Introduction to Being Human
This module will focus on introducing what it is to be human from a broad humanities and social science perspective. It will offer the opportunity to engage with key ideas, theory and literature within these disciplines. It will therefore prepare students for further academic work in the humanities and social sciences and initiate the development of critical thinking and creative abilities.
Students produce a dissertation of up to 20,000 words on a historical topic, chosen in conjunction with their supervisor. This represents the culmination of the History MAs, and constitutes Part Two of the programme.
Modern Medical Bodies: Major Themes in the History of Modern Medicine
This module examines the changing conditions, roles, representations, and uses of bodies in modern medicine. It examines how historians have made the body a central focus of research to explore the interconnections of medical ideas, institutions and practices with histories of modern world and to address core problems of medicalisation, power, class, race, gender, sexuality, nationality, and empire. Surveying the intersections of bodies, medicine, and modernity, students taking this module will develop critical grounding in major themes, controversies and approaches in the history of modern medicine.
Britain and the World, 1800–2000
This module will provide an overview of the history of British politics, society, culture, and the economy from c. 1800 to the present, from a national and international perspective. The lectures and seminars for this module will give students the opportunity to engage closely with events, processes, and people - both male and female, from diverse ethnic backgrounds - who contributed to the making of the modern British state and society, and who defined Britain¿s relationship with the wider world. We will discuss the transformative impact of warfare, Empire and colonialism, industrial and technological change. We will also consider the significance of race, class, and gender, and how they relate to national sentiment and social and political emancipation movements in Britain and beyond.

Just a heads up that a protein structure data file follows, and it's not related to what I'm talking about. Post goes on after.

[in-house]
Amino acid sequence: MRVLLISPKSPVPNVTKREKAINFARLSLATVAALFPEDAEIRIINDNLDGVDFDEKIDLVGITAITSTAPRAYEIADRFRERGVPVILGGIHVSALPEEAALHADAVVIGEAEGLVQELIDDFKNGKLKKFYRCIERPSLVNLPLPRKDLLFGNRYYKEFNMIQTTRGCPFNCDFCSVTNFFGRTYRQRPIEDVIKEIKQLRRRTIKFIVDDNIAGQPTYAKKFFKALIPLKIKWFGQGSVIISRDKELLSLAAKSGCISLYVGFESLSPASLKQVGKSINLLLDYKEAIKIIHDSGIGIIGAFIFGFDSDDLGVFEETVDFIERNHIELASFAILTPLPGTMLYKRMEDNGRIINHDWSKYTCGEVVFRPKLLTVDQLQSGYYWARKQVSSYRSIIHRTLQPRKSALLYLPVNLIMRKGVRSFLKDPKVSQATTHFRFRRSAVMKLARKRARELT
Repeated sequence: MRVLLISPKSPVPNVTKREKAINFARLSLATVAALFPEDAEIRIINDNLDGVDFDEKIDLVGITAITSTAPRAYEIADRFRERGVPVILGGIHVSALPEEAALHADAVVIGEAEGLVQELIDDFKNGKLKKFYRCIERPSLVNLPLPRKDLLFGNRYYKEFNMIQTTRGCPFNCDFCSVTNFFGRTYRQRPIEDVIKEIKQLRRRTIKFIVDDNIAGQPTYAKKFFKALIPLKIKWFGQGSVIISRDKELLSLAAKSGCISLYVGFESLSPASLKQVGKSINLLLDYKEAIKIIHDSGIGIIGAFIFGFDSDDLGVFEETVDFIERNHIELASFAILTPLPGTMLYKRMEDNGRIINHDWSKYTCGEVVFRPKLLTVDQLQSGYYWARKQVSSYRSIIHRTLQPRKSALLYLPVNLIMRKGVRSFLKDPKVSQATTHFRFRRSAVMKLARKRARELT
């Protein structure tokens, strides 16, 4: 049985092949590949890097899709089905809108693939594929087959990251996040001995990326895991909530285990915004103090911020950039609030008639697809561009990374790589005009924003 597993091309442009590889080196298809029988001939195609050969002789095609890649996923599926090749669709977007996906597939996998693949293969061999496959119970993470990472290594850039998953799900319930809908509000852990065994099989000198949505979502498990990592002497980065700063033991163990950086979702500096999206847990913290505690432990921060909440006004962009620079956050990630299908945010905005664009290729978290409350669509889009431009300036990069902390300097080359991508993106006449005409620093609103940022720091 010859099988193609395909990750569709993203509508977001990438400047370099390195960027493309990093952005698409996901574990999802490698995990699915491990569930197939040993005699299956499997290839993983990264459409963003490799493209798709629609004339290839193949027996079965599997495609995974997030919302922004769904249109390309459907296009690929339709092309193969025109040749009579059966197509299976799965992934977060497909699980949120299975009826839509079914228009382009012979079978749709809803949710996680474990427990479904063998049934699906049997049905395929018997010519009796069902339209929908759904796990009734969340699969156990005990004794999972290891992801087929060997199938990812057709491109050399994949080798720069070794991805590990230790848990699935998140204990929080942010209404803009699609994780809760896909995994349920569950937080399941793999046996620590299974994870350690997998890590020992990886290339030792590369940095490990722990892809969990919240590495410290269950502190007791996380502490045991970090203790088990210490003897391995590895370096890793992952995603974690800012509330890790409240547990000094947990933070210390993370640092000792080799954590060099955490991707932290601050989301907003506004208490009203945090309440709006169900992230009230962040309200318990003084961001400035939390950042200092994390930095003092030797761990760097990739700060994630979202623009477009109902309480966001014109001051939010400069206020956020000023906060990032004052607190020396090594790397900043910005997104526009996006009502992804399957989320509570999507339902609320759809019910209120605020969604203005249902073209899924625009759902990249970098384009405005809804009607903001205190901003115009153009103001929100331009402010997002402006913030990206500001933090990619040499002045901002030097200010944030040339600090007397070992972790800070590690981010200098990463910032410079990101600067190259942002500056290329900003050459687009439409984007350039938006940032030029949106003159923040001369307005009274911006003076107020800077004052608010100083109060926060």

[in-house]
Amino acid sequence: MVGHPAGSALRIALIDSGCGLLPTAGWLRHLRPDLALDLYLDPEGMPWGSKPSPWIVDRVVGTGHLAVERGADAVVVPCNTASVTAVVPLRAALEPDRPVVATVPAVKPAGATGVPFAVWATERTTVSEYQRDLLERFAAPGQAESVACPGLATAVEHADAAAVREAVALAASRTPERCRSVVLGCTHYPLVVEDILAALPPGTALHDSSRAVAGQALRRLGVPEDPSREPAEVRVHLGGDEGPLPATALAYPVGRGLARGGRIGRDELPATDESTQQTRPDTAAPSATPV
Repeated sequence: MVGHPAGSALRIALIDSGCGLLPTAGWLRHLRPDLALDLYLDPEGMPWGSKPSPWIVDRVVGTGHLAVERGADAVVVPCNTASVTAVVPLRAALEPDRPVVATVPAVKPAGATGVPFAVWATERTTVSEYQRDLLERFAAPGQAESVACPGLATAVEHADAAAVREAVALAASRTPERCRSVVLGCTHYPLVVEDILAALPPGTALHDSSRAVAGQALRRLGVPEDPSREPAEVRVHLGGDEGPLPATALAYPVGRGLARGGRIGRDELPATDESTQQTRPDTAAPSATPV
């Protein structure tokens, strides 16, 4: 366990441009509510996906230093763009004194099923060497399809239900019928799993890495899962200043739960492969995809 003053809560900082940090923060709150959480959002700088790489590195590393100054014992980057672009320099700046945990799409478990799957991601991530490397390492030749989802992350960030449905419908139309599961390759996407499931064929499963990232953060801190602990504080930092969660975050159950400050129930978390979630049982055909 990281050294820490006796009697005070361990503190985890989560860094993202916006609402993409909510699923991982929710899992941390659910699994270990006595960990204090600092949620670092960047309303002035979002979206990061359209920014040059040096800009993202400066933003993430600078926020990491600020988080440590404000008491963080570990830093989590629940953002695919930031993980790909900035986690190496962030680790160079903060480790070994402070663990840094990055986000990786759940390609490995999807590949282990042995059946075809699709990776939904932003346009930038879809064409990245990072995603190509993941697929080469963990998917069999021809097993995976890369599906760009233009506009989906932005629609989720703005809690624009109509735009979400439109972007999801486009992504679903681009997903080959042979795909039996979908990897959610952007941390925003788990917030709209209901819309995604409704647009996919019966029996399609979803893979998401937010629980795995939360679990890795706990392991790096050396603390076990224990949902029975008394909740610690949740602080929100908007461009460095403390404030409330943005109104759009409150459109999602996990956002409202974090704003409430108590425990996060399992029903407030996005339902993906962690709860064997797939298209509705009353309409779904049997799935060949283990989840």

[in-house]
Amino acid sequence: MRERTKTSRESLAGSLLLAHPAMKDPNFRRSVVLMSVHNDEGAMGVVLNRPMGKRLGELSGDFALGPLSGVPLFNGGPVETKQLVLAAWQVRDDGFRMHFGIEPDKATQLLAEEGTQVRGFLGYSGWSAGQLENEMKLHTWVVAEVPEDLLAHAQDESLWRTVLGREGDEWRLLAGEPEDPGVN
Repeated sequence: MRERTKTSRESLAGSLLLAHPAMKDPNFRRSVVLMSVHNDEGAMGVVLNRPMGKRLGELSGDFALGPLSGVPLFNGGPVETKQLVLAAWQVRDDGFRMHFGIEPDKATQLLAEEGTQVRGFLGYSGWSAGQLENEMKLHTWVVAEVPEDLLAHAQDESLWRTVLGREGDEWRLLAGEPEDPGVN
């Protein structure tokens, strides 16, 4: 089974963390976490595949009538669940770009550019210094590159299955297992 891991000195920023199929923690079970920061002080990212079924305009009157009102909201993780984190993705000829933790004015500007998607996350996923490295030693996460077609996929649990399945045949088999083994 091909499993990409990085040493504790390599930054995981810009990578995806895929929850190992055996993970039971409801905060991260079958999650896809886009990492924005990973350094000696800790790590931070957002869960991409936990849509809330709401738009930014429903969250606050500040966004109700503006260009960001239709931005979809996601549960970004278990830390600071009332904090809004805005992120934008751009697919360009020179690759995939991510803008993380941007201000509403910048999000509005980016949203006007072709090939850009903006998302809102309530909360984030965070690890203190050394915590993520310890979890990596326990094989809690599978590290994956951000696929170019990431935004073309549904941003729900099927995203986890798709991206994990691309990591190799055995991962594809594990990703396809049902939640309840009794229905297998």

Medicine and the Modern World, 1800 to the Present
This course surveys the making of modern medicine from the French Revolution to the Therapeutic Revolution and beyond. It traces the creation in nineteenth century Europe and Britain of hospitals, laboratories, and public health systems, of new medical professionals working in them, of new understandings of health and disease, of the role of medicine in building modern states and empires, and fighting modern wars. Turning to the twentieth century, it examines the development of national health care systems, their role in the creation of modern welfare states, their connections to the growth of pharmaceutical innovations and industries, and challenges to their authority. Throughout, we explore how and with what consequences "Western" medicine has been globalised through colonial systems in the nineteenth century and through international systems (i.e., the World Health Organization) in the twentieth century. We will use the broad historical perspectives developed in this course to critically reflect on the crucial role of medicine in the Covid-19 pandemic. Overall, students will acquire critical historical tools for understanding and analysing how medicine has become crucial to the modern world.
The History dissertation is a free-standing, 40-credit module that runs across both semesters of Level Three. Candidates conduct research upon a subject of their choice, devised in consultation with a member of staff teaching for the degrees in History, and concerning a topic that falls within staff research and teaching interests.
From Plague to Covid-19: Infections in Global History
This module aims to use and analyse a broad range of historical perspectives on the Covid-19 pandemic While much about the pandemic is unprecedented, it is also the case that responses to it are rooted in and shaped by past approaches to other infectious diseases. Hence, historical perspectives are vital for understanding responses to Covid-19. Yet if, as some historians say, societies are always fighting the last pandemic, which past infections should we look to in order to make sense of the present one? To answer this and other questions, we will take a long-term and geographically broad view of some of the most significant infectious diseases in history to explore how they have shaped and been shaped by human interactions with nature, and with the ideas, practices, and institutions that societies have developed to understand and control them. The module develops critical historical insights into the impact of and medical, social, political and global responses to past infections. We will find that while each infection presents its own characteristics and challenges, there are important commonalities in how societies, across time and place, have addressed them. The Covid-19 pandemic presents us with an opportunity to examine how infections have divided societies along lines of class, race, gender, sexuality or nationality but also how they have brought societies together. Above all, Covid-19 should remind us that the history of infections is integral to the history of the modern world.